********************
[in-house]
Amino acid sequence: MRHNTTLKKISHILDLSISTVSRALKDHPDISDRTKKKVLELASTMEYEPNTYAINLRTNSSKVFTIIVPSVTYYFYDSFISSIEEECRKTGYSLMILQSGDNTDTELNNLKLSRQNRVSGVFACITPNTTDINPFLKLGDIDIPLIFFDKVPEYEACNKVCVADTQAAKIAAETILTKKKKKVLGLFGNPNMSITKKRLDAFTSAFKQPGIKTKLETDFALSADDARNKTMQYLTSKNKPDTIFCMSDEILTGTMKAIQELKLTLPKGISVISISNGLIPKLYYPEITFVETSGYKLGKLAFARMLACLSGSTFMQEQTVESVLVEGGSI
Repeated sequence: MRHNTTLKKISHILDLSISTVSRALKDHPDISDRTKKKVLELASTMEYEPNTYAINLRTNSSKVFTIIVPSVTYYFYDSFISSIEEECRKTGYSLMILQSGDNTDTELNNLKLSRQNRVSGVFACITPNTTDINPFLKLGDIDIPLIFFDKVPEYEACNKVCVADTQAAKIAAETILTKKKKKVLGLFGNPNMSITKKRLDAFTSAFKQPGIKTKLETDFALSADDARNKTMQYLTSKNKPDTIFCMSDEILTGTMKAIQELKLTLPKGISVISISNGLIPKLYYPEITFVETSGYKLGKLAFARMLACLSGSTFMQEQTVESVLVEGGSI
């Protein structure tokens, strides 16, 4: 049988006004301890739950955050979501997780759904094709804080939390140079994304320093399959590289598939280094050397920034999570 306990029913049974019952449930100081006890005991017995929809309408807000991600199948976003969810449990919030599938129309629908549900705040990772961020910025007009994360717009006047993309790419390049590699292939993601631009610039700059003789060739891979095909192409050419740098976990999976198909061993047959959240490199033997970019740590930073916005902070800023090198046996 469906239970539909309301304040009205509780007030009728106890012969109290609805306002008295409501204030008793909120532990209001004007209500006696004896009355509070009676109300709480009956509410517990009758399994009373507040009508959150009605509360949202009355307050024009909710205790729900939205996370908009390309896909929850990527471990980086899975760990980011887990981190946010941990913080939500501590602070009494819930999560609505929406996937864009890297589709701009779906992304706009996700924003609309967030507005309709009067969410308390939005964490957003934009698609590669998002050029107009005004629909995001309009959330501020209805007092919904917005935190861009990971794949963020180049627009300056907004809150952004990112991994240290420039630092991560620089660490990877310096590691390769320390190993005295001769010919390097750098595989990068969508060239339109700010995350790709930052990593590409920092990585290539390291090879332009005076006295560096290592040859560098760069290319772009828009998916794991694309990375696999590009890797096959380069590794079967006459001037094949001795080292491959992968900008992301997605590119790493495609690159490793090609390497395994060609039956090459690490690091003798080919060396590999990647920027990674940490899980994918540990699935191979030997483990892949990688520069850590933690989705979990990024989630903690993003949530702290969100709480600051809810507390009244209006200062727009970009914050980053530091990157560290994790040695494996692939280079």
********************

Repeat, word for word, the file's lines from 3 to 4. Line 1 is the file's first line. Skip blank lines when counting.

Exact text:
Repeated sequence: MRHNTTLKKISHILDLSISTVSRALKDHPDISDRTKKKVLELASTMEYEPNTYAINLRTNSSKVFTIIVPSVTYYFYDSFISSIEEECRKTGYSLMILQSGDNTDTELNNLKLSRQNRVSGVFACITPNTTDINPFLKLGDIDIPLIFFDKVPEYEACNKVCVADTQAAKIAAETILTKKKKKVLGLFGNPNMSITKKRLDAFTSAFKQPGIKTKLETDFALSADDARNKTMQYLTSKNKPDTIFCMSDEILTGTMKAIQELKLTLPKGISVISISNGLIPKLYYPEITFVETSGYKLGKLAFARMLACLSGSTFMQEQTVESVLVEGGSI
């Protein structure tokens, strides 16, 4: 049988006004301890739950955050979501997780759904094709804080939390140079994304320093399959590289598939280094050397920034999570 306990029913049974019952449930100081006890005991017995929809309408807000991600199948976003969810449990919030599938129309629908549900705040990772961020910025007009994360717009006047993309790419390049590699292939993601631009610039700059003789060739891979095909192409050419740098976990999976198909061993047959959240490199033997970019740590930073916005902070800023090198046996 469906239970539909309301304040009205509780007030009728106890012969109290609805306002008295409501204030008793909120532990209001004007209500006696004896009355509070009676109300709480009956509410517990009758399994009373507040009508959150009605509360949202009355307050024009909710205790729900939205996370908009390309896909929850990527471990980086899975760990980011887990981190946010941990913080939500501590602070009494819930999560609505929406996937864009890297589709701009779906992304706009996700924003609309967030507005309709009067969410308390939005964490957003934009698609590669998002050029107009005004629909995001309009959330501020209805007092919904917005935190861009990971794949963020180049627009300056907004809150952004990112991994240290420039630092991560620089660490990877310096590691390769320390190993005295001769010919390097750098595989990068969508060239339109700010995350790709930052990593590409920092990585290539390291090879332009005076006295560096290592040859560098760069290319772009828009998916794991694309990375696999590009890797096959380069590794079967006459001037094949001795080292491959992968900008992301997605590119790493495609690159490793090609390497395994060609039956090459690490690091003798080919060396590999990647920027990674940490899980994918540990699935191979030997483990892949990688520069850590933690989705979990990024989630903690993003949530702290969100709480600051809810507390009244209006200062727009970009914050980053530091990157560290994790040695494996692939280079």